A beneficiary is a person or legal entity designated to receive assets from a trust or estate. Beneficiaries receive property or liquid assets after a person’s death or according to the terms of a trust. As a beneficiary, you have certain rights. If you believe your rights as a beneficiary were violated, you should talk with a California estate-planning attorney about your legal options.
Who Notifies Me That I Am a Beneficiary of a Trust?
A trustee is required by law to notify beneficiaries of a trust upon the settlor’s death. The settlor is the person who created the trust. The trustee has 60 days from the settlor’s death to provide the notification to the beneficiaries. The notification by the trustee must contain:
- The settlor’s identity
- The trust’s formation date
- The name, address, and telephone number of the trustee
- The address of the physical location where the trust is administered
- Any other information that the trust requires the trustee to provide to beneficiaries
- Notification that the beneficiary is entitled to a complete copy of the terms of the trust upon reasonable request to the trustee
If a trustee refuses to produce a copy of the terms of the trust or you believe the copy of the terms is not accurate and complete, you should contact an attorney immediately. The time to contest the trust is generally limited to 120 days from the date of the notification from the trustee, if the trustee includes a copy of the trust with the notice.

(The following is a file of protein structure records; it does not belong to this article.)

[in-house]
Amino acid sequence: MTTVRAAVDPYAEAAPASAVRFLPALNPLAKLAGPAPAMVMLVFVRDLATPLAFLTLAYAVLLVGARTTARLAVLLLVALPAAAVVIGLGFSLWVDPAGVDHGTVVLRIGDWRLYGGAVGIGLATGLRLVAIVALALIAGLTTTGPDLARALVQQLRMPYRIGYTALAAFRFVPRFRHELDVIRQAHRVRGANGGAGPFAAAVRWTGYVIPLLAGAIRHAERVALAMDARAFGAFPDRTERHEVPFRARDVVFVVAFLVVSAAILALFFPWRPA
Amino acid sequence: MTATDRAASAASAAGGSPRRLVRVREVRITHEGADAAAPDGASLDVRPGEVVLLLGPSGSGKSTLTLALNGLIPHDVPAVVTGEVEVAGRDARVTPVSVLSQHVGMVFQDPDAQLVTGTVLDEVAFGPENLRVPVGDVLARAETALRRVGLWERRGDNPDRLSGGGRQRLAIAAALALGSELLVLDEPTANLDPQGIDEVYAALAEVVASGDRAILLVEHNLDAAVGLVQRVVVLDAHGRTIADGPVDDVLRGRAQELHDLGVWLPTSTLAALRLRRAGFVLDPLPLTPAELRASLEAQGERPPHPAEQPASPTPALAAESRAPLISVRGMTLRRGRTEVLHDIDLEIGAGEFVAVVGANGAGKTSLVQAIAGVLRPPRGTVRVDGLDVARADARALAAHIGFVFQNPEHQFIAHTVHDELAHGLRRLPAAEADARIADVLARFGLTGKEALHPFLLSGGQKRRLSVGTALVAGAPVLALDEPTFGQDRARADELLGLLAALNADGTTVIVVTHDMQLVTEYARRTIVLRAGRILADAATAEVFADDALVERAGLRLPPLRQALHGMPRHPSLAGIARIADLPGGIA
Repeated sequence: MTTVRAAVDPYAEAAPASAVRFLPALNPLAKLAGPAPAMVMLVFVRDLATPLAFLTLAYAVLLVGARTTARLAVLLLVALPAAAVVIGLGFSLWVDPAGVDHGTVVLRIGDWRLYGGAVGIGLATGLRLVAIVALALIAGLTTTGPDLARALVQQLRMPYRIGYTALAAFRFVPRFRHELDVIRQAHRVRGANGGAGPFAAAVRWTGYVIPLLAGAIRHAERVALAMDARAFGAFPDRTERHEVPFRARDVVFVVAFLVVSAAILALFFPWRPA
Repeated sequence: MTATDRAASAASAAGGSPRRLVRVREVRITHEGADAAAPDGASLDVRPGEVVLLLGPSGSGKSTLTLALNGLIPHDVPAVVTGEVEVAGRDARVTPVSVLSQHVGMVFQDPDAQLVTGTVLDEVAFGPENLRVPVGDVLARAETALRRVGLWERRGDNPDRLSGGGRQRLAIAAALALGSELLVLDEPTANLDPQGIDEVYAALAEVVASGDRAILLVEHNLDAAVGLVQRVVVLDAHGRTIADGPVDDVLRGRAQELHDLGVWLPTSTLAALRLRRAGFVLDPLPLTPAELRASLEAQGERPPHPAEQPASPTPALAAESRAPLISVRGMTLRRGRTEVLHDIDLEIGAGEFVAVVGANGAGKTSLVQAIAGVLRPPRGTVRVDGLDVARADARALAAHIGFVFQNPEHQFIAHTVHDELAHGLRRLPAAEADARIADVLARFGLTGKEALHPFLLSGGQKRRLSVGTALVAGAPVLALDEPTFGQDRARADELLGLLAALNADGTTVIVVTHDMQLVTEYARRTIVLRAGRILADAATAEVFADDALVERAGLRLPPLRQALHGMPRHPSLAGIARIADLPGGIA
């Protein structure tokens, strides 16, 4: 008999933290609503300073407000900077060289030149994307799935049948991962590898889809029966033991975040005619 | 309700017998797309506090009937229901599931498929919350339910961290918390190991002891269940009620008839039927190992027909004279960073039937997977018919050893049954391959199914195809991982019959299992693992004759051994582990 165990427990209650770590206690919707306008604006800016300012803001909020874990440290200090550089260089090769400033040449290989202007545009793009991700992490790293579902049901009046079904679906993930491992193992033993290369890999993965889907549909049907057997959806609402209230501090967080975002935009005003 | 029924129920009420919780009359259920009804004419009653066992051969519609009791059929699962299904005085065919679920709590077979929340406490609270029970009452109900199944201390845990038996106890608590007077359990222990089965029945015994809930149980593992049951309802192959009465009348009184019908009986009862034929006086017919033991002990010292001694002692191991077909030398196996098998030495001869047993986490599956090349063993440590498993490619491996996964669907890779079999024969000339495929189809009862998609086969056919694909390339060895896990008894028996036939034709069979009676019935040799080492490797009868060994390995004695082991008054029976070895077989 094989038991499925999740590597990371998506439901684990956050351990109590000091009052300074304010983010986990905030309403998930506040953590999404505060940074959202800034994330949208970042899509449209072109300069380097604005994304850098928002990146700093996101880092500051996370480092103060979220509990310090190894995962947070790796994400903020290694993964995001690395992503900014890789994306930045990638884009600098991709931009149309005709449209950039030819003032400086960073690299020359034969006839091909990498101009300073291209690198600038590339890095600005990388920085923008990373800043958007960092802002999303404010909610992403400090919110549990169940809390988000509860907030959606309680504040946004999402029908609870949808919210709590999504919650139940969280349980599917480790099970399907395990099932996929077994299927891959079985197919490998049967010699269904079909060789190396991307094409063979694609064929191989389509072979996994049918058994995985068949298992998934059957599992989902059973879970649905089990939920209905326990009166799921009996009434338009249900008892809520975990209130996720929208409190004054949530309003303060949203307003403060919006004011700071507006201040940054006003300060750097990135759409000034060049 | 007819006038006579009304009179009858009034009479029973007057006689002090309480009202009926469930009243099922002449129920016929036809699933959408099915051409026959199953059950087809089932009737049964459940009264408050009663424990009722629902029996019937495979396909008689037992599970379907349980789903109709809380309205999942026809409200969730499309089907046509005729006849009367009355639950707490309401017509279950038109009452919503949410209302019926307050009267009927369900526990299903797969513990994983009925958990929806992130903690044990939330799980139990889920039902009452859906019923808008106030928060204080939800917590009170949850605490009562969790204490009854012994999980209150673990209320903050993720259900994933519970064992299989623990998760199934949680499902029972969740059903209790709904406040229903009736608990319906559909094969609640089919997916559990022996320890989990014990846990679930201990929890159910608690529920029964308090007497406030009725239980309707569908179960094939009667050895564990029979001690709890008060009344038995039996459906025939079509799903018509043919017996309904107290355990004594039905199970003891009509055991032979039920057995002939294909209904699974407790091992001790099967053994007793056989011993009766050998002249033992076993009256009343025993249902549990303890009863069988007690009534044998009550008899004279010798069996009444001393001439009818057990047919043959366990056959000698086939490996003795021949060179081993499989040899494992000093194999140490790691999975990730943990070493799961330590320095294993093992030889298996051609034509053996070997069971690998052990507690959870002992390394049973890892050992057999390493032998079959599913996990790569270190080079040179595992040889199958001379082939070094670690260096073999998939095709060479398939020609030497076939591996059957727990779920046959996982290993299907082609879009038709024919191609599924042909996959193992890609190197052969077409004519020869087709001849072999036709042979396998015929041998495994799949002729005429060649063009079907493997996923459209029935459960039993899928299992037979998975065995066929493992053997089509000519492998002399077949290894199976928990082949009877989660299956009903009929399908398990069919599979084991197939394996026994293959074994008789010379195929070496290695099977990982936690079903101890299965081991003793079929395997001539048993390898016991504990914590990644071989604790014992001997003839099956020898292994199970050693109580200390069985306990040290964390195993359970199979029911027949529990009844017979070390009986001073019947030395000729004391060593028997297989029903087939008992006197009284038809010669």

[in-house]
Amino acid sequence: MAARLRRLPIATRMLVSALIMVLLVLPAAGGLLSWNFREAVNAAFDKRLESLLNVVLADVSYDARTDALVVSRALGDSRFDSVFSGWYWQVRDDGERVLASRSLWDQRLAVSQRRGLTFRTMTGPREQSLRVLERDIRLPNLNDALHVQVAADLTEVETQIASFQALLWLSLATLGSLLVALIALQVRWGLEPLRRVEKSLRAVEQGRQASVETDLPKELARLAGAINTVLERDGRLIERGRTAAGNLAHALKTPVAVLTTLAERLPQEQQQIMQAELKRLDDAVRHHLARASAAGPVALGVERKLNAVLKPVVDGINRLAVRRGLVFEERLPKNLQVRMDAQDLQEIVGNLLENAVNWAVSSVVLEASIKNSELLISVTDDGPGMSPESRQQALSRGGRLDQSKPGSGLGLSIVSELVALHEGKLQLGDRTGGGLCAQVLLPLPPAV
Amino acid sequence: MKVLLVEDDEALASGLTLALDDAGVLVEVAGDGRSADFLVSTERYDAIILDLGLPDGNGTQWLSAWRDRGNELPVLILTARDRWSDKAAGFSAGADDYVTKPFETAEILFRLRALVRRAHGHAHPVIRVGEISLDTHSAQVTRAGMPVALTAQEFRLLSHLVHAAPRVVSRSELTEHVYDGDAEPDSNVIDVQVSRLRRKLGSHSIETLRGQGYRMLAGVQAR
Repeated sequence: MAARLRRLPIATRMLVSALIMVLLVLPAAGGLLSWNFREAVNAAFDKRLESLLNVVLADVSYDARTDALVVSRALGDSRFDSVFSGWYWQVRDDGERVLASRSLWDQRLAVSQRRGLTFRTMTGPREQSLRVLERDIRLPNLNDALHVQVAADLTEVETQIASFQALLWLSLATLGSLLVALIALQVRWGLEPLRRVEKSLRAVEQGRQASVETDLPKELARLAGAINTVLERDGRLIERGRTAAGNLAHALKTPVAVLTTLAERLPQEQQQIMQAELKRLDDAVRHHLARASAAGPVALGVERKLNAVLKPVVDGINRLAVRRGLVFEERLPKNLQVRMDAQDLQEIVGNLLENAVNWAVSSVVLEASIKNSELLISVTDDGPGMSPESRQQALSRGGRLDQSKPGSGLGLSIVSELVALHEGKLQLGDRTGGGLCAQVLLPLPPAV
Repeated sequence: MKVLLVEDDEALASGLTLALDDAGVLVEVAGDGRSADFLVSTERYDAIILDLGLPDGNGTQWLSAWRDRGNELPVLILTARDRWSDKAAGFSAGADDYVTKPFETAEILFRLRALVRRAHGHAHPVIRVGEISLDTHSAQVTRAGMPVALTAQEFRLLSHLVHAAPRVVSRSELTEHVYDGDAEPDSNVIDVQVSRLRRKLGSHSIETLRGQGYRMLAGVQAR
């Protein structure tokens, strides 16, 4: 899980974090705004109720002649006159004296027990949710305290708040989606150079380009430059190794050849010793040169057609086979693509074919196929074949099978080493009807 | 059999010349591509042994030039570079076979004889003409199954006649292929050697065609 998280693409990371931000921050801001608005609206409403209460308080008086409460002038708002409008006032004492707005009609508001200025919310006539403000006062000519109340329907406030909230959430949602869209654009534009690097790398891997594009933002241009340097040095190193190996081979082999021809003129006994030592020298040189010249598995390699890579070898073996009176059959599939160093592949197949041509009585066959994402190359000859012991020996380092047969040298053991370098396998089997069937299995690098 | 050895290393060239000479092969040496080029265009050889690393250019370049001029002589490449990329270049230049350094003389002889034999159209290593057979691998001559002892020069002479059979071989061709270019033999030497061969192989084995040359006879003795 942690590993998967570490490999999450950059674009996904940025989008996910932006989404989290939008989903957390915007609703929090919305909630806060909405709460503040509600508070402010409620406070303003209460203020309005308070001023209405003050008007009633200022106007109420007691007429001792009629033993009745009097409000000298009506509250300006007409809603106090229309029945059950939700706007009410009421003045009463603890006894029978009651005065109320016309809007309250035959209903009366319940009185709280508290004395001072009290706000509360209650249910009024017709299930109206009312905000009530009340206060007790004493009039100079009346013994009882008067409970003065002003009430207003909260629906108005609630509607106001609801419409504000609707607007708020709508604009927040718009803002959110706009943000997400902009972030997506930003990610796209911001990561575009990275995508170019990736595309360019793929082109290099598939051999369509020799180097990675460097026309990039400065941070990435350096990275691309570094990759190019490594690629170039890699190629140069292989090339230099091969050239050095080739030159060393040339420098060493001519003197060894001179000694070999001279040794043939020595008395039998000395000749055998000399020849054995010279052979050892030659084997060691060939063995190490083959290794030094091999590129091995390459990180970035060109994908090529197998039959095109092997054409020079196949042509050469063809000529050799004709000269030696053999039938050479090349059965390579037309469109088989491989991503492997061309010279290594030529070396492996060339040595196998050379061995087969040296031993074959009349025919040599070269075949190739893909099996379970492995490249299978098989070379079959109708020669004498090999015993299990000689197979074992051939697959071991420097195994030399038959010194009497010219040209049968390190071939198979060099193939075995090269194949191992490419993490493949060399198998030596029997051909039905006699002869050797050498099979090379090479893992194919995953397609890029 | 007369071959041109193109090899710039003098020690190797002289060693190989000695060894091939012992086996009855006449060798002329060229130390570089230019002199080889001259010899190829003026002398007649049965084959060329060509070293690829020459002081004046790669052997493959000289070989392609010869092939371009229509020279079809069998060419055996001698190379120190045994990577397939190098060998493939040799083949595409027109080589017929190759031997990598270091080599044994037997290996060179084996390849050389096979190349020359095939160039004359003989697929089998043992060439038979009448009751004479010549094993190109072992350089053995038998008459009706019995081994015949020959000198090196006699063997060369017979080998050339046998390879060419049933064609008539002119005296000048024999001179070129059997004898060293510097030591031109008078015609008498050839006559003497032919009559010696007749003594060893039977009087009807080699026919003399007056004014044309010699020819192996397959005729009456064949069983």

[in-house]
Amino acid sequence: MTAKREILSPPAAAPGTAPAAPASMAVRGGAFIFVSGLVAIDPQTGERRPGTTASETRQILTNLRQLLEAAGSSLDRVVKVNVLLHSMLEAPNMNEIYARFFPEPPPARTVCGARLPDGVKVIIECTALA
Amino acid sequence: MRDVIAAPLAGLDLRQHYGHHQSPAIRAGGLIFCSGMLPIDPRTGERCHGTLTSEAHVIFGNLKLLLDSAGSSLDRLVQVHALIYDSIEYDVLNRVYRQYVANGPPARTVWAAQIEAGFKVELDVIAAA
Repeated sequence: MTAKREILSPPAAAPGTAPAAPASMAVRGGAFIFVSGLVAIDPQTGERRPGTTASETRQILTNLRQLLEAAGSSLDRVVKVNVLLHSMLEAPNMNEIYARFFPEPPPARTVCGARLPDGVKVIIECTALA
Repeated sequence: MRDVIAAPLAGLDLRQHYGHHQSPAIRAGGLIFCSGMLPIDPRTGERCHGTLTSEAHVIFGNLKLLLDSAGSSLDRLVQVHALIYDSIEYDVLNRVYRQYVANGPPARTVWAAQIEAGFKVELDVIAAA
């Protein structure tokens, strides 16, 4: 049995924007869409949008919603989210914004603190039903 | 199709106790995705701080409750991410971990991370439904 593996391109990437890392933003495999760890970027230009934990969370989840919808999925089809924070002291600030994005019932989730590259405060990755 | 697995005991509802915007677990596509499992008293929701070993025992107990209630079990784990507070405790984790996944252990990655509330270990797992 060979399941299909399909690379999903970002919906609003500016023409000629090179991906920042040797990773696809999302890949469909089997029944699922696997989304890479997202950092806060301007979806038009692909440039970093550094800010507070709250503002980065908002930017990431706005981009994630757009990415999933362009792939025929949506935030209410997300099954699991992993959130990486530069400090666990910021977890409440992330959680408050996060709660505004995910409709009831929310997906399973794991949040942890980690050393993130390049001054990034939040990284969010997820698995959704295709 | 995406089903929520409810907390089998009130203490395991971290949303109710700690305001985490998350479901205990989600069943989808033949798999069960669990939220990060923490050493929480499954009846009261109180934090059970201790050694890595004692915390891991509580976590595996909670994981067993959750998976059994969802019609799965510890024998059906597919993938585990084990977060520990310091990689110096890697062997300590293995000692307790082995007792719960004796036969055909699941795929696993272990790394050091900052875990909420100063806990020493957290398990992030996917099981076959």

What Happens if the Trustee Does Not Notify Me?
Upon the filing of a will with the probate court, the will becomes a matter of public record. You can obtain a copy of the full will from the court.
California Probate Code §8200 generally requires the custodian of a will to deliver the will to the superior court for the county in which the decedent resided within 30 days after the person’s death. If the custodian is not the executor or personal representative named in the will, the custodian is also required to deliver a copy of the will to the executor or personal representative named in the will. If the personal representative’s whereabouts are unknown to the custodian, the custodian is required to give a copy of the will to a beneficiary named in the will, if the whereabouts of the beneficiaries are known to the custodian.
If a custodian refuses to file the will with the court, you can file a petition with the court demanding that the custodian produce the will.
Contact a California Estate-Planning Attorney for Help
Estate and trust matters can be complicated. Deadlines for filing contests and other petitions may be short. It is best to consult a California estate-planning attorney as soon as possible if you believe you are being denied information or property that your are entitled to receive as a beneficiary of a trust or estate. Talk with our California estate planning attorneys today.